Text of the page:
A multi-racial pantheon in Portuguese India

From the start of the Portuguese colonisation in the 16th century, the production of religious images made from ivory developed in this "Rome of the East" that was Goa.  This production could be described as proto-industry due to its size.   In effect, we can only be surprised by the abundance of these “Indo-Portuguese” representations which can be found today in museums, at antique dealers and in auction rooms, in Portugal, of course, but also throughout Europe and on the other side of the Atlantic, in Brazil and Mexico.  But what do we understand these Indo-Portuguese images to be? Bernardo Ferrão de Tavares e Távora, one of the first people to have studied them, gave the following definition: "They are sculptures made in Asia by indigenous craftsmen, initially under the aegis of the Portuguese missions, copying Western designs, taking inspiration from them or recreating them with their own variations”. This lead to the creation of multi-racial objects which tell the story of the meeting of two worlds – the Western world and the Asian world.

  • The Good Shepherd

  • Detail of a good shepherd pedestal

  • Detail of a goos shepherd figure

  • The back of the goos shepherd figure

  • Detail of the base of a good shepherd figure

  • The good shepherd

    The good shepherd

  • Two good shepherds

  • Our Lady of the Immaculate Conception

  • Detail of Our Lady of the Immaculate Conception

  • Virgin and Child

  • Virgin of the Immaculta Conception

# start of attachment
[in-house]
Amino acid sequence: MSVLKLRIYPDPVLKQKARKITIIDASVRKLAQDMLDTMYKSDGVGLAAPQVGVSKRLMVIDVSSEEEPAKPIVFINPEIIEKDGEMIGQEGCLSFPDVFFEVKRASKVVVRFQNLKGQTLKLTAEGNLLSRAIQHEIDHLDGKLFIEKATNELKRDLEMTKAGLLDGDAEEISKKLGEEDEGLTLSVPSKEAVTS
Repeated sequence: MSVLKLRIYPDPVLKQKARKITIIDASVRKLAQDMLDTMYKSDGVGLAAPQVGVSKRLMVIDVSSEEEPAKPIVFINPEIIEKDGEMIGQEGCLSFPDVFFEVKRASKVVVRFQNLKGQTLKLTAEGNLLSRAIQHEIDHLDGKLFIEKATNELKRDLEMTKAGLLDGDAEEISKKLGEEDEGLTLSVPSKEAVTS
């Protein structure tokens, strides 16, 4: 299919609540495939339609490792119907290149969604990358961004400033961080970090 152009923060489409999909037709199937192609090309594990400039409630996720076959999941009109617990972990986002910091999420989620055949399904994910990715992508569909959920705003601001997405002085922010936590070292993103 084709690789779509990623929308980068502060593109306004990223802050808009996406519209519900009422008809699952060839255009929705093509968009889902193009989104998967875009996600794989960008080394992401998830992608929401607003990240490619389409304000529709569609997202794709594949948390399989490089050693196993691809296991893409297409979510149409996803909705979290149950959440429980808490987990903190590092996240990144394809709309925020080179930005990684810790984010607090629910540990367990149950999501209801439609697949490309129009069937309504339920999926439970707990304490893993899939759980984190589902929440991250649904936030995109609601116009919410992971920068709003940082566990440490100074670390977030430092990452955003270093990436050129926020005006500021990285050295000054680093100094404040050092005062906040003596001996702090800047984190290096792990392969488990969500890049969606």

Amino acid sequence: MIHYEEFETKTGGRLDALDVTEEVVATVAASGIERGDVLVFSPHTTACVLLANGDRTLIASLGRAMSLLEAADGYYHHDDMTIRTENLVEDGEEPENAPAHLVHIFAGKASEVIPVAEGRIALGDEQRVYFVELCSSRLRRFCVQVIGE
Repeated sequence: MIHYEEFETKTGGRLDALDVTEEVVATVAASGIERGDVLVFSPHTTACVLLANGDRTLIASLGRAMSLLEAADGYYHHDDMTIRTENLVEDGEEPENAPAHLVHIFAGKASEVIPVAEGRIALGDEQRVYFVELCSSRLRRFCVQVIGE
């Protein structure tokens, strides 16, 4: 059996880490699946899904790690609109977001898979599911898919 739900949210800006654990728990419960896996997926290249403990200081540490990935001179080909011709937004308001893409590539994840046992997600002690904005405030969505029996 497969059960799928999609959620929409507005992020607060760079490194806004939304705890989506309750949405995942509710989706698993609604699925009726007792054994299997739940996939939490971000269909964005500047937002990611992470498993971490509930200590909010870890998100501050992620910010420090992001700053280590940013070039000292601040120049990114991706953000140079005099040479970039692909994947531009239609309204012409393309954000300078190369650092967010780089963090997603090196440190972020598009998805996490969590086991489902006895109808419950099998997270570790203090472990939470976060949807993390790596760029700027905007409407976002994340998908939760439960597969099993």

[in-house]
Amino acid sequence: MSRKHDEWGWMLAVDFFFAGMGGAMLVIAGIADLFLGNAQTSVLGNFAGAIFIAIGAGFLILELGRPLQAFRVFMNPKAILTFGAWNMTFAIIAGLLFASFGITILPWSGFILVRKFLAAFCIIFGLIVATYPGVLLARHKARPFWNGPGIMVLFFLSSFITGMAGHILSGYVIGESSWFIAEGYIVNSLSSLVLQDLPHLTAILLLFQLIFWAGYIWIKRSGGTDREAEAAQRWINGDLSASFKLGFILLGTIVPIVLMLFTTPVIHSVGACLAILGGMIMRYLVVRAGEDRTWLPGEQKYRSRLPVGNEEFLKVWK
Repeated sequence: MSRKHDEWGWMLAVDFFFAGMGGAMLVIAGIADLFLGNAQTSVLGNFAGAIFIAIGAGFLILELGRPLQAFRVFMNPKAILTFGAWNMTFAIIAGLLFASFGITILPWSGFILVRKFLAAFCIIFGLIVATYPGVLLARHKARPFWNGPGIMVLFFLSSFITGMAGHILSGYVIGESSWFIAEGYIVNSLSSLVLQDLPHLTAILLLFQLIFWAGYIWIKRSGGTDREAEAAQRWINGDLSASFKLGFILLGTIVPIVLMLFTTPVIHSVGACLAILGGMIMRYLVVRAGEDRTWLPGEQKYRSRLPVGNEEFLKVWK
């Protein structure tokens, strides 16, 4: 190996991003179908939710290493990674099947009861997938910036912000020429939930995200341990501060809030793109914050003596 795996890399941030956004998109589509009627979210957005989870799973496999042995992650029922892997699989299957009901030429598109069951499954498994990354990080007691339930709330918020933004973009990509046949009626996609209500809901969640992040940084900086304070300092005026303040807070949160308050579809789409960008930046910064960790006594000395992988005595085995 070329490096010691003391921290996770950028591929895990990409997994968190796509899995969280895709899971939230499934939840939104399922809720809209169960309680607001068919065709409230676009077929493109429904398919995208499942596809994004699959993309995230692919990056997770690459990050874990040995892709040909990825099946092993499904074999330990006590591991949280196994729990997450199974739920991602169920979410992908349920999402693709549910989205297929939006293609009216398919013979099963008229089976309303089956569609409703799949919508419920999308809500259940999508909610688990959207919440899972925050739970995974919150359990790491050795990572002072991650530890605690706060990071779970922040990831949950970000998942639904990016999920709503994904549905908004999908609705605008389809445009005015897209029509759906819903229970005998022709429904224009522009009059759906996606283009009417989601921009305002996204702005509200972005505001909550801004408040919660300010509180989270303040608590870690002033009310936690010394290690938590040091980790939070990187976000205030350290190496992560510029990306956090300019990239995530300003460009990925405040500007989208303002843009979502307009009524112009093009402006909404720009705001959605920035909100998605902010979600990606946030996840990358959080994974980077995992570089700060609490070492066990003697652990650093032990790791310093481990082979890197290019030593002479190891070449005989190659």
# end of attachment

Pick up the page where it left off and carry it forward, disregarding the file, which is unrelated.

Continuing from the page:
• Praying Saint

  • Virgin

  • Virgin and Child

  • Blessing Jesus

  • Baby Jesus, Savior of the World

  • Baby Jesus with skull

  • Baby Jesus

  • Baby Jesus in his bed

  • Christ on the Cross

  • Detail of the Christ on the Cross

  • Detail of Christ from the back

  • Saint Sebastian

  • Detail of Saint Sebastian

  • Saint Francis of Assisi

  • Saint Anthony of Padua

  • Two Pilgrim Saints

  • Small Couple

Detail of a good shephers pedestal

Detail of a good shepherd pedestal

XVIIe siècle, ivoire, H : 14 cm, L : 7 cm

The set of elements which decorate the pedestal – characters, animal, vegetation – are, if not identifiable, recognisable. There are no fantasy creatures or Indian monsters – which had fed the European imagination for so long –on this object. A long-haired female character lies in the lower section. She is often represented as reading, a skull by her side. One of the most frequently evoked representations is of Mary Magdalene, an exemplary image of the sanctified repentant sinner. Saint Catherine of Alexandria, the patron saint of Goa (her saint’s day on the 25th November commemorates the seizing of Goa by Afonso de Albuquerque) has also been mentioned.

In the central section, either grazing sheep or shepherds in the middle of their flock are depicted. Finally, in the upper section, water is evoked by a fountain or a mascaron spitting into a basin where two long-beaked birds drink (pelicans?). Two saints stand around this fountain of life. Some very elaborate pedestals include sculpted nativity scenes: the baby Jesus is surrounded by Mary, Joseph, the shepherds and worshippers.

Finally, lying lions are depicted on both sides in caves. Vegetative decoration– such as stylised acanthus leaves – covers the entire pedestal.